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5 Way To Connect With Your Kids While You Can

I feel like my child is growing away from me


There comes a moment for every mom of teens and tweens where you take a long look at your child and realize, “Wow, it really does go by so fast.”

You realize that the time your child will live with you is going to come to a close eventually – and for good reason. It’s healthy for them to move on and become the functioning, healthy adults you’ve raised them to be. That separation doesn’t happen all at once though.


As they prepare to transition away into their own space, they start to become more involved with their own social lives and their own interests. Family time gradually becomes less frequent.

Deep down you know that it’s normal and healthy, but that doesn’t always make letting go easy. Also, it’s really natural to want to make the most of this time-limited phase before it’s over. So how do you savor the rest of that time with them?

For that, we turn to mindfulness.


Mindfulness is a practice that helps us stay in the moment and truly be present.

It’s easy to go through the motions, feel checked out and distance yourself in schedules, screens and routines.

Here are some ways to be more mindful:


    1. Take the time to observe. One way to be more in the moment is to take time and notice things about your child. When you’re spending time together, take some space to observe the way a smile spreads across their face, what their laughter sounds like, the cadence of their voice and the way they smell when they lean in for a hug. Notice those things and be an observer in the moment.
    2. Focus on one thing at a time. Dedicate time that doesn’t include multi-tasking. We’re talking about less “mhmmm” and more “ahhh.” Multi-tasking is widely praised as a way to accomplish all the things, but for now, focus on one of the things: connecting with your growing family members. Sometimes just doing that one thing can be the key to everything.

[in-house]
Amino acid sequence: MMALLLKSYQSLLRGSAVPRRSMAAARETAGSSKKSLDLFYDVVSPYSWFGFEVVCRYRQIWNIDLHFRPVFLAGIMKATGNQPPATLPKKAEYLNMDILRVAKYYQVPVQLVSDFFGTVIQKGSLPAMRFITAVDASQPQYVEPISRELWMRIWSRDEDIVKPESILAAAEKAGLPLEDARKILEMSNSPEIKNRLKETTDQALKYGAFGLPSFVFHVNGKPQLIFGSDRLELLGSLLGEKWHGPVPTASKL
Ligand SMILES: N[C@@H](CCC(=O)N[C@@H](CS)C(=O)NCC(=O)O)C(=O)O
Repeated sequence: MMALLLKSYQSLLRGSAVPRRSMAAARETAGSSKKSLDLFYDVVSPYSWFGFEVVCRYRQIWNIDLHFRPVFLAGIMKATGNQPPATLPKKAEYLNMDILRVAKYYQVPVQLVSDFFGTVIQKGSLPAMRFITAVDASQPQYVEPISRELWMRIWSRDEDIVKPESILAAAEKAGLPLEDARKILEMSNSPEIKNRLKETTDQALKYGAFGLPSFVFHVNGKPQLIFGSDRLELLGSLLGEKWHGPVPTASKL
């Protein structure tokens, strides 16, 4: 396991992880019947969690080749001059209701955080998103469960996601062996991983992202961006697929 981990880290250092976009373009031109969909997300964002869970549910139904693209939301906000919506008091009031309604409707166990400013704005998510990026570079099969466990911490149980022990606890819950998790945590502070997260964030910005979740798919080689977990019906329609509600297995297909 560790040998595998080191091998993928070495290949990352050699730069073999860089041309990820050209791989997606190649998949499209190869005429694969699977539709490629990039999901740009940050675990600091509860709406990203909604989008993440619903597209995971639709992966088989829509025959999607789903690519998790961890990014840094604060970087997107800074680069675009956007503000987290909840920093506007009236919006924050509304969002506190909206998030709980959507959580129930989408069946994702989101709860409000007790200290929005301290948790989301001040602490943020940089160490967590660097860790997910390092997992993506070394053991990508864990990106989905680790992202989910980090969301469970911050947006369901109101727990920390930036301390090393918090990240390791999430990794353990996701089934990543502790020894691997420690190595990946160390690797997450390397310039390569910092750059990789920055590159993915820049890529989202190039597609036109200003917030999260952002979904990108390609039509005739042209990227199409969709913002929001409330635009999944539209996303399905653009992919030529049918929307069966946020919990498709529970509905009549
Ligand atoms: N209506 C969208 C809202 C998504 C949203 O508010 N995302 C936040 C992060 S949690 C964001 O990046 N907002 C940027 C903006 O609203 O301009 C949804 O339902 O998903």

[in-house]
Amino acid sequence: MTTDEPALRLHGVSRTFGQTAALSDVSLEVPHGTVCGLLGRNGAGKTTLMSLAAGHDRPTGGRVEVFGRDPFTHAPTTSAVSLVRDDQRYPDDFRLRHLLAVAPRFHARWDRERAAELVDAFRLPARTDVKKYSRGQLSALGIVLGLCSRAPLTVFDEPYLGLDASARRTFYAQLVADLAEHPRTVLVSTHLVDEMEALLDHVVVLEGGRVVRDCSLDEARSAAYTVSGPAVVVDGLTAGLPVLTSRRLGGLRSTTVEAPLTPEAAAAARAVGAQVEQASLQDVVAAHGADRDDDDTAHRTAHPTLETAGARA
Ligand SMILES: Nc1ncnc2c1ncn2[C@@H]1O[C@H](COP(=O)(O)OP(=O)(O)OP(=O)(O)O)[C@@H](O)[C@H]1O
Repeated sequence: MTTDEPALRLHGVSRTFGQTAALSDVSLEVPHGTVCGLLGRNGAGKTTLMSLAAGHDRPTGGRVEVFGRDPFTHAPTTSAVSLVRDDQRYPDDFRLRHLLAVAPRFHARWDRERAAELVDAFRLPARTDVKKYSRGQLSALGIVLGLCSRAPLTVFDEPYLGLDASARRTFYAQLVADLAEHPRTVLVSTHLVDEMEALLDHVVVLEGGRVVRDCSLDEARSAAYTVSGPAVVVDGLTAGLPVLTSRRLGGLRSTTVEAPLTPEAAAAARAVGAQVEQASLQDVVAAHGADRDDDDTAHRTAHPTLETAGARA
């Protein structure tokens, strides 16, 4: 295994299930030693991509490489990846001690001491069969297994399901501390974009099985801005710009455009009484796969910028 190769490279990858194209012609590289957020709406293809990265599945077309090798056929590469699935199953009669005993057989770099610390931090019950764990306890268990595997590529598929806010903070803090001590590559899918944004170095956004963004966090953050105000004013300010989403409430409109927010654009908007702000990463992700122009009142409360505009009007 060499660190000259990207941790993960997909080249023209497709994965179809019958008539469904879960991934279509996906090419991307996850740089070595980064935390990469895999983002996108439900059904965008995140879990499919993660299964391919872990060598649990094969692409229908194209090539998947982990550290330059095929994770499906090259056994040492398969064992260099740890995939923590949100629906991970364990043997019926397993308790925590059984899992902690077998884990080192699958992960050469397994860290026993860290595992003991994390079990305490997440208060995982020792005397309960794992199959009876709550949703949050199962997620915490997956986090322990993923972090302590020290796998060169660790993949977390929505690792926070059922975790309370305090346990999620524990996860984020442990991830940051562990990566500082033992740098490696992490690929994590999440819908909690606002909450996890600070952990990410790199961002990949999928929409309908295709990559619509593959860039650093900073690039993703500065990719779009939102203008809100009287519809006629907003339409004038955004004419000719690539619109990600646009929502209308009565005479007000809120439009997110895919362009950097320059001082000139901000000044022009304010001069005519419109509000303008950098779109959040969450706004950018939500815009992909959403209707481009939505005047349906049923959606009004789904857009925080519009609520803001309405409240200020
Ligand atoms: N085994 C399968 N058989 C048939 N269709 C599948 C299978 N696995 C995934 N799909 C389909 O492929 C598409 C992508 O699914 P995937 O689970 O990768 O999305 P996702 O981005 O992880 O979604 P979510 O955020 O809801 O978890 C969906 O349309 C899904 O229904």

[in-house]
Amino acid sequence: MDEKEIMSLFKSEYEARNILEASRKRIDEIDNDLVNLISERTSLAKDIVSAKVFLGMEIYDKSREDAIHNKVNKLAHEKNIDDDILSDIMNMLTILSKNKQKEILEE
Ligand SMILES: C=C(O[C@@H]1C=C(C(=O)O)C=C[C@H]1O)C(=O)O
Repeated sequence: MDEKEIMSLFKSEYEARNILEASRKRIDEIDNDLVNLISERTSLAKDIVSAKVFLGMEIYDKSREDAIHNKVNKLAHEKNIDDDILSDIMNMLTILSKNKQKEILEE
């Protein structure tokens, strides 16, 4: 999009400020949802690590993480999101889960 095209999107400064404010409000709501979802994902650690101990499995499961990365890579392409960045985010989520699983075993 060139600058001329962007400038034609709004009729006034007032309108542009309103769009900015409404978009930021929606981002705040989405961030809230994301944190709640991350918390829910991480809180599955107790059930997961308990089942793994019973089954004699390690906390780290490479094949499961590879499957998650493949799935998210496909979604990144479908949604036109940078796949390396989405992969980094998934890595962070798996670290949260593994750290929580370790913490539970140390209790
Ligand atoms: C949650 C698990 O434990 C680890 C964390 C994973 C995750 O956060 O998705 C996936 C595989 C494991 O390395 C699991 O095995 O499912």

3. Approach situations of conflict with curiosity. The premise of mindfulness is inherently non-judgmental. When you find you are coming into a situation that looks like it will involve turmoil, take a deep breath and draw on your curiosity. Learn more about the sequence of events and thought processes that brought you here. Strive to be more curious than cantankerous.
    4. Show up for your kids while you can. Mindfulness is about being present. Take the time to just be with them. Hold space when things are tough and they don’t really want to talk about it. Be there to bear witness to even small triumphs; the magic is in showing up and celebrating in those moments.
    5. Shift your perspective. Find the adventure in the challenges. Think about how to reframe when things don’t work out the way you planned. You can get frustrated about being stuck in traffic, or you can find the gift of extra time with your family all together. There’s a temptation to try to engineer big “wow” moments, but you can find a lot of joy in letting life’s little moments take your breath away.


Kids will grow up and leave the nest – that’s the natural order of things.

Everything you’ve done in your parenting has been building toward this eventuality. You have been growing responsible, productive adults who are going to change the world, but to do that, they’re going to have to leave.

Your little birds are going to fly away one day, but if you take the time to enjoy while they’re close and be mindful, there’s more room for joy as you watch them take flight.


How will you use mindfulness to connect with your family when it all goes by so fast?

my tween or teen is growing away from me

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